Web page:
China-Japan Rivalry Plays Out In Latin America

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Abe and Pena Nieto
Japan's Prime Minister Shinzo Abe and Mexico's President Enrique Pena Nieto at the presidential palace in Mexico City, July 25, 2014.

Japanese Prime Minister Shinzo Abe departed Friday for an 11-day trip through Latin America, just two days after Chinese President Xi Jinping wrapped up his own Latin America tour, signaling that Japan may be looking to challenge China’s influence in the region.

Abe’s itinerary includes Mexico, Colombia, Trinidad and Tobago, Chile and Brazil. Japanese media reported that he was looking to shore up economic ties with Latin America, and also round up support for Japan's bid for a rotating seat at the U.N. Security Council, which is up for vote in October 2016.

“I want to promote Japan and bring it closer to the countries of this region, whose potential is unlimited,” Abe told reporters before departing Tokyo, according to the Latin American Herald Tribune.

The timing of Abe’s trip highlights Latin America’s growing role as a battleground for longtime rivals Japan and China to compete for global influence. President Xi, who visited the region last week, signed a flurry of economic deals with Brazil, Venezuela, Argentina and Cuba, and committed to a $35 billion fund for regional projects. But although Japanese trade with Latin America has doubled over the past decade, it still has a long way to go before it can reasonably compete with China’s offerings. Japanese newspaper Asahi Shimbun noted that Brazil-China trade is still five times greater than trade between Brazil and Japan.

Brazil and Mexico, Latin America's biggest and second-biggest economies, are obvious magnets for Japanese trade and investment. Japan, Chile and Mexico are also parties to the Trans-Pacific Partnership, a major free-trade agreement under negotiation that, if passed, would cover nearly 40 percent of global trade.

But it's the small island nation of Trinidad and Tobago that may be Abe’s most politically important stop. There, he will attend the first Japan-Caribbean Community (CARICOM) summit along with delegates from 14 member countries, all of whom are voting members of the United Nations.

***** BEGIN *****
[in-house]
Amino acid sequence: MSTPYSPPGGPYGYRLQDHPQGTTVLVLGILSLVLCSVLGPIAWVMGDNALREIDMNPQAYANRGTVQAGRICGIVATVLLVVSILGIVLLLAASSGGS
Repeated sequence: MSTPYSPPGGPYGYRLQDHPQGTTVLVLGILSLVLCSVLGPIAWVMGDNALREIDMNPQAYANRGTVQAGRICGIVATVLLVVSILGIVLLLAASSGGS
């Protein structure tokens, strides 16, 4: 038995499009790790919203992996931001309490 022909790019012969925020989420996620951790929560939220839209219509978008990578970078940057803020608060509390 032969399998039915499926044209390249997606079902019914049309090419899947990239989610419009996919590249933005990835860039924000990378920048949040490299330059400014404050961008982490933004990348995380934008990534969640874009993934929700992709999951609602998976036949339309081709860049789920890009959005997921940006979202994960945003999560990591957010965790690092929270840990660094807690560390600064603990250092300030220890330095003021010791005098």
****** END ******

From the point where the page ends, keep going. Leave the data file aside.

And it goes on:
China, which holds a permanent seat on the Security Council, has vigorously opposed Japan’s U.N. bid. Five of CARICOM’s 14 member countries recognize Taiwan as a separate country from the People's Republic of China, signaling that they could be persuaded to sympathize with Japan’s cause over China’s. Xi notably also made a visit to Trinidad and Tobago in February.

Chinese media reports on Abe’s visit waxed skeptical about Japan’s prospects for competing with China in Latin America. “I don’t think Japan could have a very strong competition with China in this regard,” said Teng Jianqun, a senior research fellow at the China Institute of International Studies, in an interview with Chinese news network CCTV, noting that China was already far ahead in its diplomatic and economic presence in the region. Meanwhile, a commentary in Beijing News called Japan’s efforts to gain a Security Council seat a “political show.”

The two East Asian nations have been mired in longstanding disputes over Japanese crimes in World War II, regional security and competing claims to resource-rich islands in the East China Sea, known as the Senkakus in Japan and Diaoyu Islands in China. Earlier this month, Abe also led an effort to reinterpret Japan’s so-called “peace constitution” and lift a ban on fighting overseas conflicts, a move that has ratcheted up East Asian tensions even further.  

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